Connecting Issues With Families
When Rob Jesmer first arrived in Washington, D.C. to work as a Senate page, the U.S. was debating whether to wage war in the Persian Gulf.
Senators sparred over the framework of the War Powers Act. Soon, there would be floor votes on an amendment to the Civil Rights Act, taxes on domestic crude oil, the B-2 bomber program and public debt limits.
Washington’s newest resident was captivated by all the heady conversations.
“I was raised in a classic 60 Minutes family,” Jesmer says. “My dad pushed us to talk about how issues of the day affected his business and our family, so I was already dialed in to lively discussions over policy.”
A semester inside the Senate helped sharpen Jesmer’s sense of crafting policy that resonated with families like his—and win over voters.
“I was attracted to the process,” he says thirty years later. “We were focused on showing how good policy can also be good politics—a campaign rule I’ve used ever since.”
A Knack For Tight Narratives
“One of the things about Rob is that he’s very direct, and I appreciate that,” Texas Republican Senator John Cornyn told Roll Call in 2010. “I think that’s one of his key assets: his ability to cut through the garbage and get right to the point.”
At the time, Jesmer was working with Senator Cornyn at the National Republican Senatorial Committee (NRSC). He had already led campaigns in Minnesota, Illinois, Mississippi and Tennessee, ran field operations for the National Republican Congressional Committee and managed Senator Cornyn’s successful 2008 reelection campaign.
When Senator Cornyn spoke with Roll Call in 2010, the two men were just a few months away from helping engineer a net gain of six seats in the midterms—and solidifying a new, formidable party narrative for American voters.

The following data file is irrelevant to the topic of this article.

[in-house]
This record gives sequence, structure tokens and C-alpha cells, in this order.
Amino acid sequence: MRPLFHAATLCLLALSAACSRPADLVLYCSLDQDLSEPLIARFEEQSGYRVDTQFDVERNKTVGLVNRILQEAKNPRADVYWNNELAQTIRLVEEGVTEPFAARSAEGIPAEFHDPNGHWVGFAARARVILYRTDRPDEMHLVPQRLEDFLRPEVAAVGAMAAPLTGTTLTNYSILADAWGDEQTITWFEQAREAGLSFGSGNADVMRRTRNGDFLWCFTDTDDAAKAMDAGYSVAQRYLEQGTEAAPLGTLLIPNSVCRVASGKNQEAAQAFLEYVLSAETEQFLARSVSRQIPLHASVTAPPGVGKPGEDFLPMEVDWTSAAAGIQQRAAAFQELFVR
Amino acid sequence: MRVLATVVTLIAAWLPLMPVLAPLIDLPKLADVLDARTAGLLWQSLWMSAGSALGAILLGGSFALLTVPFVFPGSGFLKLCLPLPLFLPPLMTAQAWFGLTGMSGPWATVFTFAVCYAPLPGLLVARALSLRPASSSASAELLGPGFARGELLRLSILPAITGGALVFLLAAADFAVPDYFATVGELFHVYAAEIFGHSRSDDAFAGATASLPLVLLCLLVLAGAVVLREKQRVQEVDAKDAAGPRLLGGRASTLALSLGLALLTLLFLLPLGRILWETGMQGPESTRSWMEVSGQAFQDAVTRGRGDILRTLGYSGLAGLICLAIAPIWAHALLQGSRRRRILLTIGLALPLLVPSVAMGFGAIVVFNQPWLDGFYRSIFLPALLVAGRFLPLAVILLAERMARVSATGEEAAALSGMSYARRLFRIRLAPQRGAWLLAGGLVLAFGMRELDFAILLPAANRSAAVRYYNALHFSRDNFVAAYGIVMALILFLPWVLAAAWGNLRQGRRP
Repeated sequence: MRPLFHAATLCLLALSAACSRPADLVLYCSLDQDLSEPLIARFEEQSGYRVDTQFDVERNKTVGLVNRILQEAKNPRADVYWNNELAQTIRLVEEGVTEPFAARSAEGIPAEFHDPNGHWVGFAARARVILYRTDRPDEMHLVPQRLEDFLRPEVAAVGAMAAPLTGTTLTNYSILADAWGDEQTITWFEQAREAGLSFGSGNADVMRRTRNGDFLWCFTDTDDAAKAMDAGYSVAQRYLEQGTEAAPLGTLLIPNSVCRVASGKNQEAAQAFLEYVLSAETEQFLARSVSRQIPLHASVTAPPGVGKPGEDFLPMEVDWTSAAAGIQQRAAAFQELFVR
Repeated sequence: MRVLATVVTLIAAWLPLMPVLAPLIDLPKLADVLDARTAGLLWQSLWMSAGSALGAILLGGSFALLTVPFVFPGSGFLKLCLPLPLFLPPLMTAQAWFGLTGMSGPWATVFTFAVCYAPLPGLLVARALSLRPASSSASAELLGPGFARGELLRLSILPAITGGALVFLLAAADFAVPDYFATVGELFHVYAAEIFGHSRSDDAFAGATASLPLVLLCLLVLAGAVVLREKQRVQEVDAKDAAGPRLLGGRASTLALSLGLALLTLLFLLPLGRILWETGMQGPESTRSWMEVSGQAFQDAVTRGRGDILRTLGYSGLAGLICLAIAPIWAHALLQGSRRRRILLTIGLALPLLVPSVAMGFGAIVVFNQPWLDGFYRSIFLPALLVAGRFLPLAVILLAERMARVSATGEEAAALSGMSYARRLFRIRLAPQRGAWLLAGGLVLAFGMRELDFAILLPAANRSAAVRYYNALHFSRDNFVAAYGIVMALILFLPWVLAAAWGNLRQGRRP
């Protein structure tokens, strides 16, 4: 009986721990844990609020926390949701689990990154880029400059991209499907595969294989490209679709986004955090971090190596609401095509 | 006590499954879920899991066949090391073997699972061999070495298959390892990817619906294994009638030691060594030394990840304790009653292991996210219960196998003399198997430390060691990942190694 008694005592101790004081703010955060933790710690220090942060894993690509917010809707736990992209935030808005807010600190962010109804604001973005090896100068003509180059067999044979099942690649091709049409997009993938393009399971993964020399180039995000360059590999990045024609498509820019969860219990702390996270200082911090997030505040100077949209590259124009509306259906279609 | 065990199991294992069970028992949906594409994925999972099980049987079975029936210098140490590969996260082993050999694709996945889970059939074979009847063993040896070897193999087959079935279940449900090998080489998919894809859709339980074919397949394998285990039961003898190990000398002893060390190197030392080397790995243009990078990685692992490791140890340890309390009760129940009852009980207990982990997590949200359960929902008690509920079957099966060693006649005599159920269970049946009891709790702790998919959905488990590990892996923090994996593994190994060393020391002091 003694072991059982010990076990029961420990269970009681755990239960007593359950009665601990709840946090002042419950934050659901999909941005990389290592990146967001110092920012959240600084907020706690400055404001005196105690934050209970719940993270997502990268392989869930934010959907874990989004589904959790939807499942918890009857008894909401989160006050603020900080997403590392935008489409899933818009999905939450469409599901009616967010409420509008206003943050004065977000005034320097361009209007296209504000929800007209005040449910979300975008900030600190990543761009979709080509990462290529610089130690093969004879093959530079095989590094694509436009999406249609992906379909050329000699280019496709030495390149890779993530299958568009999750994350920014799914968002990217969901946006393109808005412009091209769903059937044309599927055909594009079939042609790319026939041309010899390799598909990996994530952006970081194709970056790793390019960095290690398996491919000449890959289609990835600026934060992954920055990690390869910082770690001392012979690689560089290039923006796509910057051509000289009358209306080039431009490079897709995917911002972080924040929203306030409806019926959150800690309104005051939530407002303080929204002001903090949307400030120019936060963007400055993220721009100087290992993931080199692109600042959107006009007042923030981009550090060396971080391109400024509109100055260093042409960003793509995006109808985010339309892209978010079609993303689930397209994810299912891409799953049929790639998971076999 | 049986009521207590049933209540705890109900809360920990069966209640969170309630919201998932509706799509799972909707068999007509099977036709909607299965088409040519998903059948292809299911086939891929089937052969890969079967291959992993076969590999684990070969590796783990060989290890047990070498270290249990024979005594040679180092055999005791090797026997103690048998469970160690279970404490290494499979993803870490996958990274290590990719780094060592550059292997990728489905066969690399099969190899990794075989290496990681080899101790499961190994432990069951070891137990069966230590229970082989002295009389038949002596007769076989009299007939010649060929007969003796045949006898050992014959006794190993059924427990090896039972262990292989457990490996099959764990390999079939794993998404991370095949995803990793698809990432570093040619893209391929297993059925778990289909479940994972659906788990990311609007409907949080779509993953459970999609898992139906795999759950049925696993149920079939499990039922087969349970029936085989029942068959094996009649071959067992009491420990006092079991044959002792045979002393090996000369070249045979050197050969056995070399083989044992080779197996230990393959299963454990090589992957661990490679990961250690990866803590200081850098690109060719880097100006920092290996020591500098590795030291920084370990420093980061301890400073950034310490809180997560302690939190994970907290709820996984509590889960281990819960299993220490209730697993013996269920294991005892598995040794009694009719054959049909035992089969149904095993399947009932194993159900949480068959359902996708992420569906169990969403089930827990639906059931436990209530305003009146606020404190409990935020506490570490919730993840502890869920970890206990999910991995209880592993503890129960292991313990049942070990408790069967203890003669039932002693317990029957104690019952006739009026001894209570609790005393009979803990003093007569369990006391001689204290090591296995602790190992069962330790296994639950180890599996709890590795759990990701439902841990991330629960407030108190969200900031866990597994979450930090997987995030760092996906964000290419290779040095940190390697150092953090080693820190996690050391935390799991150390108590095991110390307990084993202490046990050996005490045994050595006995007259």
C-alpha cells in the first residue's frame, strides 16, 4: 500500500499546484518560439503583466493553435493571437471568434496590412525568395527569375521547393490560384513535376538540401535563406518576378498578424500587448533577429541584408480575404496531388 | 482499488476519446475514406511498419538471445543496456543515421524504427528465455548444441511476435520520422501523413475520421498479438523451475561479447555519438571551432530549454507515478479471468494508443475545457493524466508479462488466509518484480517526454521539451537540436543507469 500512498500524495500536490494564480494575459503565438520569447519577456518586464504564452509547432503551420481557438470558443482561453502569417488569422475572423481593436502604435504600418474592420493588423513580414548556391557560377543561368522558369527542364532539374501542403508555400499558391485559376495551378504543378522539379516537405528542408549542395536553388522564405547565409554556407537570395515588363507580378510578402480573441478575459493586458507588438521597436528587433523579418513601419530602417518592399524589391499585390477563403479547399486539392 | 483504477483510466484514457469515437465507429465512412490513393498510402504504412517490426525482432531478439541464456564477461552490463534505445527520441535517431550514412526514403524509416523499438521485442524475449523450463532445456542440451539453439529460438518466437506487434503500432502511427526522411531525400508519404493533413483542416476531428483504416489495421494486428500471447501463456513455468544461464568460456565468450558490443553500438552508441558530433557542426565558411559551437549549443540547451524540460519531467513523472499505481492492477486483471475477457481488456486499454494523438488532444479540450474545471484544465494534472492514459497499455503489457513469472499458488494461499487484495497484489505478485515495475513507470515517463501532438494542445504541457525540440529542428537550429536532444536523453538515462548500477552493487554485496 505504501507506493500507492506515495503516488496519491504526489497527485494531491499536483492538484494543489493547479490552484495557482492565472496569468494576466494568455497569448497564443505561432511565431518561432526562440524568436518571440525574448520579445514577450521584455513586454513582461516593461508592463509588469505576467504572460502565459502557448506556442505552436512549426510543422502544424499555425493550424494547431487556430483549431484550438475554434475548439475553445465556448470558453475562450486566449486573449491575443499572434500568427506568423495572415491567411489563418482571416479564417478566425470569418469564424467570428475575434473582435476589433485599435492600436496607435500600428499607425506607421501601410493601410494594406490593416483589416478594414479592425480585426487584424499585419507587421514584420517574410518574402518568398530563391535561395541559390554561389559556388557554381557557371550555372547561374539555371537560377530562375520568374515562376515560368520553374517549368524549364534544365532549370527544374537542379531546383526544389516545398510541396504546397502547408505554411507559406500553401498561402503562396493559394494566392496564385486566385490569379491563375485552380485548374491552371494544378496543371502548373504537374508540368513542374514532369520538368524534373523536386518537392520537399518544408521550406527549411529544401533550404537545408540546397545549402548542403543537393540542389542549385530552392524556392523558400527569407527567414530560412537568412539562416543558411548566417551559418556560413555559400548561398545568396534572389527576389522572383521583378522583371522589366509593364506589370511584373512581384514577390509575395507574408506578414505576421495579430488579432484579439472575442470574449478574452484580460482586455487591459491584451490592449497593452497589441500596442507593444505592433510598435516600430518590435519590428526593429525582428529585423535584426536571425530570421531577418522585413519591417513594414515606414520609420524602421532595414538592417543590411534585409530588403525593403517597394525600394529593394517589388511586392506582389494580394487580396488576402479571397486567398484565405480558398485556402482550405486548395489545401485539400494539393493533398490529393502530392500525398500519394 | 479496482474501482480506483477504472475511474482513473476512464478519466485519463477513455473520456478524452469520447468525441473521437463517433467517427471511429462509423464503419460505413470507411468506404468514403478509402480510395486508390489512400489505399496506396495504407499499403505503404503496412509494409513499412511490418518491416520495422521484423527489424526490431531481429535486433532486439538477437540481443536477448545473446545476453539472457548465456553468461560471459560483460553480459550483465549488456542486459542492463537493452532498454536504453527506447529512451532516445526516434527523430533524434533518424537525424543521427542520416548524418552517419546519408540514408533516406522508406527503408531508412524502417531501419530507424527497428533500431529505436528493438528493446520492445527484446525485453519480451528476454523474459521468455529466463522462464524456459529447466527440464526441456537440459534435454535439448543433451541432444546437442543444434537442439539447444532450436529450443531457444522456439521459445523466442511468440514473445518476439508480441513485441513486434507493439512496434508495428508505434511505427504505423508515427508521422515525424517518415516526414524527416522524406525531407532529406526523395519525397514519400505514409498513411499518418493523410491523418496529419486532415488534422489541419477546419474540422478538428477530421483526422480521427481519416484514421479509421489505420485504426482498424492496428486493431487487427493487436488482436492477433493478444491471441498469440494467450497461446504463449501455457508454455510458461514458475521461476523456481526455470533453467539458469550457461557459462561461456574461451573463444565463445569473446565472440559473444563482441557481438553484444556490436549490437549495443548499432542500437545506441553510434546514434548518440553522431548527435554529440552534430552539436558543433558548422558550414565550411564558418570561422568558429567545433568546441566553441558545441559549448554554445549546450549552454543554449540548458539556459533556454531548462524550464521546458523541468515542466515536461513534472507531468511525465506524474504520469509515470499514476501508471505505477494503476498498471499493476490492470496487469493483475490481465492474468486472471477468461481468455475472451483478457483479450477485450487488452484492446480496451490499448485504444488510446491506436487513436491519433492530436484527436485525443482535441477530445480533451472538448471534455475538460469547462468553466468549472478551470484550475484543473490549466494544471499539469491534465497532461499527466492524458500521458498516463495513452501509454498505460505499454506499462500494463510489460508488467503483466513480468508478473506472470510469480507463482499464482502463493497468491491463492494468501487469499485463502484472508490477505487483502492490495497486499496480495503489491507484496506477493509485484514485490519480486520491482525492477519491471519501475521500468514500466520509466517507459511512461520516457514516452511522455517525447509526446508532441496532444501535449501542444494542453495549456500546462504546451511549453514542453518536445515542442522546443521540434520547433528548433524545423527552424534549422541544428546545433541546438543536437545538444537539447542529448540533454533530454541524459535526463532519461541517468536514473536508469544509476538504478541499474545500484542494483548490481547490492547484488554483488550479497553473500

“The votes that year changed the political dynamics in Washington and in states from one end of the country to another,” claims a recent opinion piece in the Washington Post. Jesmer’s contribution to the 2010 midterms represented a major victory. At the same time, he was also focused on keeping a winning team in office with good policy, good politics—and simple messaging.
“What I always tell people that I work for is: The best thing you can do to get yourself reelected is do a really good job at the job you were elected to do,” Jesmer once told C-SPAN.
“Voters don’t want dissertations, they want short bites of information,” he said. “You’ve got one shot to get your story right.”
It’s a formula that has helped Rob Jesmer manage campaigns, run congressional offices, direct field operations, advise presidential candidates and guide messaging for corporate clients.
“You come up with a narrative for a campaign,” he explained on C-SPAN, “and try to hold on to that narrative for as long as you can.”
Blending Public Affairs With Political Strategy
“When I started in this business, clients seemed unfamiliar with how persuasion campaigns aimed at members of Congress also needed a public affairs component,” Jesmer says.
“Now there’s an understanding that success comes from using those tools and platforms in tandem, along with your knowledge of the inside game to put real points on the board,” he says.
Jesmer says his approach to putting points on the board is still grounded in all those conversations he had with his family growing up.
“Everything we do has to be relatable for voters and campaign targets,” he says.
“It’s easy to throw out ideas for clients about how they should conduct a campaign or respond to challenges,” he says. “What’s more complicated is laying out the consequences of how a campaign is conducted.”
In the end, it’s connecting good policy with good politics.
“As we calibrate campaigns and responses based on this approach,” he says, “that’s how we keep things simple—and win.”